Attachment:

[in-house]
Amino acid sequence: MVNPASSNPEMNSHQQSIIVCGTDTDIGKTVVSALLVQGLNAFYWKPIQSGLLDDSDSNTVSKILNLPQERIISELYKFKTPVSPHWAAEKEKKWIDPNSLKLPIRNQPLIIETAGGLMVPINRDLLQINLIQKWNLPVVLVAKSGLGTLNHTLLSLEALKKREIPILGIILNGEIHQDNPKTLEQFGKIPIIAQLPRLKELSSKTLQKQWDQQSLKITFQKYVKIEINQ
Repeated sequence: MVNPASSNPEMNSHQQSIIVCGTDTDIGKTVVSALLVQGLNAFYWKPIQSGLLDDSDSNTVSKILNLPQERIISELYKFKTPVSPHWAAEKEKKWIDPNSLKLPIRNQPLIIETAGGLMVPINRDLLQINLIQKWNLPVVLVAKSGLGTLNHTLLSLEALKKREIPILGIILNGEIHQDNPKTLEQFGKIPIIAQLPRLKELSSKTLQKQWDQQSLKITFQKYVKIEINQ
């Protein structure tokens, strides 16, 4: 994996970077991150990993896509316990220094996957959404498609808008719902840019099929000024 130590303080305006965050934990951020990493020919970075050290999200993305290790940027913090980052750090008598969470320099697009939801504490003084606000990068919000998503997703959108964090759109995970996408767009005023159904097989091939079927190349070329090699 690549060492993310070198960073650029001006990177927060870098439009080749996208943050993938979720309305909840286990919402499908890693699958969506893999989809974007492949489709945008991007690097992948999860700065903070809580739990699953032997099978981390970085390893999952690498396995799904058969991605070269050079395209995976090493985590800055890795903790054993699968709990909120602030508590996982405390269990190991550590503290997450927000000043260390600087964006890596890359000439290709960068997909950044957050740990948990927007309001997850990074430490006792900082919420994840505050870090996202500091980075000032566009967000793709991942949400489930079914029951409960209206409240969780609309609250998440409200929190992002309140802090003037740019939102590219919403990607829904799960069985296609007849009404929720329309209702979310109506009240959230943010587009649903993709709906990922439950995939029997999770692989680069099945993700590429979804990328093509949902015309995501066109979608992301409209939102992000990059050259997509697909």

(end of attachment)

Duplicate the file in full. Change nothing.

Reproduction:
[in-house]
Amino acid sequence: MVNPASSNPEMNSHQQSIIVCGTDTDIGKTVVSALLVQGLNAFYWKPIQSGLLDDSDSNTVSKILNLPQERIISELYKFKTPVSPHWAAEKEKKWIDPNSLKLPIRNQPLIIETAGGLMVPINRDLLQINLIQKWNLPVVLVAKSGLGTLNHTLLSLEALKKREIPILGIILNGEIHQDNPKTLEQFGKIPIIAQLPRLKELSSKTLQKQWDQQSLKITFQKYVKIEINQ
Repeated sequence: MVNPASSNPEMNSHQQSIIVCGTDTDIGKTVVSALLVQGLNAFYWKPIQSGLLDDSDSNTVSKILNLPQERIISELYKFKTPVSPHWAAEKEKKWIDPNSLKLPIRNQPLIIETAGGLMVPINRDLLQINLIQKWNLPVVLVAKSGLGTLNHTLLSLEALKKREIPILGIILNGEIHQDNPKTLEQFGKIPIIAQLPRLKELSSKTLQKQWDQQSLKITFQKYVKIEINQ
């Protein structure tokens, strides 16, 4: 994996970077991150990993896509316990220094996957959404498609808008719902840019099929000024 130590303080305006965050934990951020990493020919970075050290999200993305290790940027913090980052750090008598969470320099697009939801504490003084606000990068919000998503997703959108964090759109995970996408767009005023159904097989091939079927190349070329090699 690549060492993310070198960073650029001006990177927060870098439009080749996208943050993938979720309305909840286990919402499908890693699958969506893999989809974007492949489709945008991007690097992948999860700065903070809580739990699953032997099978981390970085390893999952690498396995799904058969991605070269050079395209995976090493985590800055890795903790054993699968709990909120602030508590996982405390269990190991550590503290997450927000000043260390600087964006890596890359000439290709960068997909950044957050740990948990927007309001997850990074430490006792900082919420994840505050870090996202500091980075000032566009967000793709991942949400489930079914029951409960209206409240969780609309609250998440409200929190992002309140802090003037740019939102590219919403990607829904799960069985296609007849009404929720329309209702979310109506009240959230943010587009649903993709709906990922439950995939029997999770692989680069099945993700590429979804990328093509949902015309995501066109979608992301409209939102992000990059050259997509697909």